Sidgwick's Utilitarian Analysis of Law: A Bridge from Bentham to Becker?

Posted: 16 Jun 2008

See all articles by Steven G. Medema

Steven G. Medema

Duke University - Department of Economics

Multiple version iconThere are 3 versions of this paper

Date Written: Spring 2007

Abstract

Jeremy Bentham's utilitarian analysis of crime and punishment is regularly characterized as an inspiration for the economic analysis of law, whereas Henry Sidgwick has been all but ignored in the discussions of the history of law and economics. Sidgwick is well known as the godfather of Cambridge welfare economics. Yet, as we will show, his utilitarian analysis of issues in property, contract, tort, and, criminal law reflects themes now associated with the Chicago approach and advances on Bentham in multiple ways—including through the use of marginal analysis—making him a bridge on the road from Bentham to Becker.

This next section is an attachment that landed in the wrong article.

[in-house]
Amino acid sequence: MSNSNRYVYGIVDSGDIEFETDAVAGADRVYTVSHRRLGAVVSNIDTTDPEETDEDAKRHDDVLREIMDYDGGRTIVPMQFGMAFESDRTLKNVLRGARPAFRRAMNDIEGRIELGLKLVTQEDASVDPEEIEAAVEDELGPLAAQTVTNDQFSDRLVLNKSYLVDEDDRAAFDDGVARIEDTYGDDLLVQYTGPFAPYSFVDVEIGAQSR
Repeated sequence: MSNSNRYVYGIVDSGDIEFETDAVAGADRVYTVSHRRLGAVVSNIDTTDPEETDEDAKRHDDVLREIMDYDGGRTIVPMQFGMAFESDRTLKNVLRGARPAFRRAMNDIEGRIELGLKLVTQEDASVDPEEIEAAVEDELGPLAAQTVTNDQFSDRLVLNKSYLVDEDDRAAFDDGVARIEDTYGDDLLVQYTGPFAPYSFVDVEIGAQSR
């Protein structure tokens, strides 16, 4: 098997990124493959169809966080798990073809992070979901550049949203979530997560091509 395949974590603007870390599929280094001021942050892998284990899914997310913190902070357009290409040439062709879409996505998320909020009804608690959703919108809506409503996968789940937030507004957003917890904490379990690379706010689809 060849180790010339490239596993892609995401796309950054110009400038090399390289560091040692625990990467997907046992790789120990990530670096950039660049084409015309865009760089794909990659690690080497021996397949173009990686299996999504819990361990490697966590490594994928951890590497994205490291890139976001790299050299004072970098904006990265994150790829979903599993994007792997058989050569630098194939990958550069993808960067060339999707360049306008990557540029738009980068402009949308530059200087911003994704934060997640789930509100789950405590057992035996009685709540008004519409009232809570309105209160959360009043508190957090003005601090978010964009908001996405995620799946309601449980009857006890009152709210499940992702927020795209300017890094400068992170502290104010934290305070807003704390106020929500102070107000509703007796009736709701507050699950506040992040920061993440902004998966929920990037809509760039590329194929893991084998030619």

Suggested Citation

Medema, Steven G., Sidgwick's Utilitarian Analysis of Law: A Bridge from Bentham to Becker? (Spring 2007). American Law and Economics Review, Vol. 9, Issue 1, pp. 30-47, 2007, Available at SSRN: https://ssrn.com/abstract=1145990 or http://dx.doi.org/10.1093/aler/ahm008

Steven G. Medema (Contact Author)

Duke University - Department of Economics ( email )

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